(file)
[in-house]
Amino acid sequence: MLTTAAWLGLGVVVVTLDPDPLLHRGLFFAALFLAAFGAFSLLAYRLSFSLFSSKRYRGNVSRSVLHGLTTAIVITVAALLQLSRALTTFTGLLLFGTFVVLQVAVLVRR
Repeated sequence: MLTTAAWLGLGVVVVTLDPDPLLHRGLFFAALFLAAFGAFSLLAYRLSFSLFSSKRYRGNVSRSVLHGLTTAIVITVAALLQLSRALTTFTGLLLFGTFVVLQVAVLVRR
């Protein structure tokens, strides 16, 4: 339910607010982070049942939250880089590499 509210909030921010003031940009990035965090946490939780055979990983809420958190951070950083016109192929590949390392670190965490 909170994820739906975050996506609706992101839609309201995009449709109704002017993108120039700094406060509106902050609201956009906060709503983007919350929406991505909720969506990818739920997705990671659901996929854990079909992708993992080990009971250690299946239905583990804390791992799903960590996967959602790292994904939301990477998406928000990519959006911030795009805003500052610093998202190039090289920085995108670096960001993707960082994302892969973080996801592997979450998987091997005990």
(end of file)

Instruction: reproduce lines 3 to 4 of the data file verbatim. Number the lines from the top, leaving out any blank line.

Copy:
Repeated sequence: MLTTAAWLGLGVVVVTLDPDPLLHRGLFFAALFLAAFGAFSLLAYRLSFSLFSSKRYRGNVSRSVLHGLTTAIVITVAALLQLSRALTTFTGLLLFGTFVVLQVAVLVRR
């Protein structure tokens, strides 16, 4: 339910607010982070049942939250880089590499 509210909030921010003031940009990035965090946490939780055979990983809420958190951070950083016109192929590949390392670190965490 909170994820739906975050996506609706992101839609309201995009449709109704002017993108120039700094406060509106902050609201956009906060709503983007919350929406991505909720969506990818739920997705990671659901996929854990079909992708993992080990009971250690299946239905583990804390791992799903960590996967959602790292994904939301990477998406928000990519959006911030795009805003500052610093998202190039090289920085995108670096960001993707960082994302892969973080996801592997979450998987091997005990």